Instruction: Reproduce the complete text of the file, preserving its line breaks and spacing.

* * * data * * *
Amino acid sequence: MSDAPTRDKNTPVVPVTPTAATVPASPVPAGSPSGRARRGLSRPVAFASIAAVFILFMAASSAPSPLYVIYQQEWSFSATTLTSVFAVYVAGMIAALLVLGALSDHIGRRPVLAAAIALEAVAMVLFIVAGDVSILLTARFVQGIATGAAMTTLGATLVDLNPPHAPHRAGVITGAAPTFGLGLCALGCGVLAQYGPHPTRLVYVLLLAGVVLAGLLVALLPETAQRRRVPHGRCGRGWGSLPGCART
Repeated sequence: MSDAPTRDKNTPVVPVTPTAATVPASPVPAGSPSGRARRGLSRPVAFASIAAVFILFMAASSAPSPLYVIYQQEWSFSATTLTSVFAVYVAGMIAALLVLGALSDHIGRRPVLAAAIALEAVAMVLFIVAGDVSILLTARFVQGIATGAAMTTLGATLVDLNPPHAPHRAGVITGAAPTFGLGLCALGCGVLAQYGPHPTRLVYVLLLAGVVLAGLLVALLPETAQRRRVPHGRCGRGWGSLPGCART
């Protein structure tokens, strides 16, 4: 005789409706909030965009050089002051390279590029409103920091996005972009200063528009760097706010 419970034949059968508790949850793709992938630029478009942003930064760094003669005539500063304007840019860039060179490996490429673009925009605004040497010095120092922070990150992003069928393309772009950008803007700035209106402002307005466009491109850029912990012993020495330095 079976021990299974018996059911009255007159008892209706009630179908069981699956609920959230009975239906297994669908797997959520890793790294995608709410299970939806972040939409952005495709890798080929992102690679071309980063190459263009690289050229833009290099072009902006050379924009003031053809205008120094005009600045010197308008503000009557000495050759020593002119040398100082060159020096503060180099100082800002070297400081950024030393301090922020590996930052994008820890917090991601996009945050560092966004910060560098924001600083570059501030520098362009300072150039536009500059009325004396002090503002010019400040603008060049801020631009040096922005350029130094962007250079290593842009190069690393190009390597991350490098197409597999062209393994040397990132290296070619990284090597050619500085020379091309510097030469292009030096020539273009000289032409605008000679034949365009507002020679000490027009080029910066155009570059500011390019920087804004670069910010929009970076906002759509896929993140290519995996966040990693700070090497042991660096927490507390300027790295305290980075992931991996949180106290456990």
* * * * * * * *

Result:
Amino acid sequence: MSDAPTRDKNTPVVPVTPTAATVPASPVPAGSPSGRARRGLSRPVAFASIAAVFILFMAASSAPSPLYVIYQQEWSFSATTLTSVFAVYVAGMIAALLVLGALSDHIGRRPVLAAAIALEAVAMVLFIVAGDVSILLTARFVQGIATGAAMTTLGATLVDLNPPHAPHRAGVITGAAPTFGLGLCALGCGVLAQYGPHPTRLVYVLLLAGVVLAGLLVALLPETAQRRRVPHGRCGRGWGSLPGCART
Repeated sequence: MSDAPTRDKNTPVVPVTPTAATVPASPVPAGSPSGRARRGLSRPVAFASIAAVFILFMAASSAPSPLYVIYQQEWSFSATTLTSVFAVYVAGMIAALLVLGALSDHIGRRPVLAAAIALEAVAMVLFIVAGDVSILLTARFVQGIATGAAMTTLGATLVDLNPPHAPHRAGVITGAAPTFGLGLCALGCGVLAQYGPHPTRLVYVLLLAGVVLAGLLVALLPETAQRRRVPHGRCGRGWGSLPGCART
């Protein structure tokens, strides 16, 4: 005789409706909030965009050089002051390279590029409103920091996005972009200063528009760097706010 419970034949059968508790949850793709992938630029478009942003930064760094003669005539500063304007840019860039060179490996490429673009925009605004040497010095120092922070990150992003069928393309772009950008803007700035209106402002307005466009491109850029912990012993020495330095 079976021990299974018996059911009255007159008892209706009630179908069981699956609920959230009975239906297994669908797997959520890793790294995608709410299970939806972040939409952005495709890798080929992102690679071309980063190459263009690289050229833009290099072009902006050379924009003031053809205008120094005009600045010197308008503000009557000495050759020593002119040398100082060159020096503060180099100082800002070297400081950024030393301090922020590996930052994008820890917090991601996009945050560092966004910060560098924001600083570059501030520098362009300072150039536009500059009325004396002090503002010019400040603008060049801020631009040096922005350029130094962007250079290593842009190069690393190009390597991350490098197409597999062209393994040397990132290296070619990284090597050619500085020379091309510097030469292009030096020539273009000289032409605008000679034949365009507002020679000490027009080029910066155009570059500011390019920087804004670069910010929009970076906002759509896929993140290519995996966040990693700070090497042991660096927490507390300027790295305290980075992931991996949180106290456990």